Letters Patent of a Royal License....
Posted to: The Google+ Heraldry Community
Posted by: Marc-André Laverdière
Created on: March 13 2017 at 13:41
In the UK, it was common to have an 'name and arms' clause to a Will - whereby someone would inherit something on condition that they took the deceased's arms and last name.
But since that went beyond the terms of the original Letters Patent, somebody's permission was needed.
For some reason, that goes beyond the scope of the Earl Marshal's mandate. So the prerogative was kept by the Sovereign in England.
Which means that the Kings and Queens have had to sign official papers allowing this on a regular basis for centuries. Once that is done, the College of Arms issues a new Letters Patent following that fact.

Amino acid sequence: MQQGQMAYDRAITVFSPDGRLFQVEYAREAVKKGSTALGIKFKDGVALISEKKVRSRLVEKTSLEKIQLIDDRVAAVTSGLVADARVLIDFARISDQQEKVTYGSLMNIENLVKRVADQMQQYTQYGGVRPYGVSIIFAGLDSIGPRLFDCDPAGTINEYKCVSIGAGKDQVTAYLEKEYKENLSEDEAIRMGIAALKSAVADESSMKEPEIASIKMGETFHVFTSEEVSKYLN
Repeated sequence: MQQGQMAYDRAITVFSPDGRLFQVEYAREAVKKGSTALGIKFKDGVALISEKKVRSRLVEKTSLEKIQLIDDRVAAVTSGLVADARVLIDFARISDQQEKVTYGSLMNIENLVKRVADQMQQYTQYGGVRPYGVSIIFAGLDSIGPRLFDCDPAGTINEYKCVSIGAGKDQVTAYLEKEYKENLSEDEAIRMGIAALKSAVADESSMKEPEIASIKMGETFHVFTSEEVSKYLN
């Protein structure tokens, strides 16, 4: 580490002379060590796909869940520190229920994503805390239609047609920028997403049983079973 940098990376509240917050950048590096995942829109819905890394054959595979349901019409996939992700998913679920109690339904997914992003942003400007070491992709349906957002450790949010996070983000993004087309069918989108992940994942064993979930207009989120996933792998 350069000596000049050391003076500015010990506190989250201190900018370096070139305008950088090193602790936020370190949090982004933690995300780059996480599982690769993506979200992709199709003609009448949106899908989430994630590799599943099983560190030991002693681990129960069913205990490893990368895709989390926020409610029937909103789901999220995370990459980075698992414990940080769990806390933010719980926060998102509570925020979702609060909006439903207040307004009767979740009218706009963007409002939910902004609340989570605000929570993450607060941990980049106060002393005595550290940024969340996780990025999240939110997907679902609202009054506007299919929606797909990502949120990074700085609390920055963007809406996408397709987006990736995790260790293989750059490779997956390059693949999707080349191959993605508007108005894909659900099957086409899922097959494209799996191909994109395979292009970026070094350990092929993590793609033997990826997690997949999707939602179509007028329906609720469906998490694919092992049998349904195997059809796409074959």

AFAIK, Lyon handles the full Royal Prerogative in Scotland, so the Sovereign isn't involved. As for Canada, I'm not aware of a case like that yet, but I'd expect this to be handled by the Governor General, since he's been delegated the full Royal powers on armorial matters.
Details about L262 Grant of Arms to Lewis Owen Williams-Owen 1925
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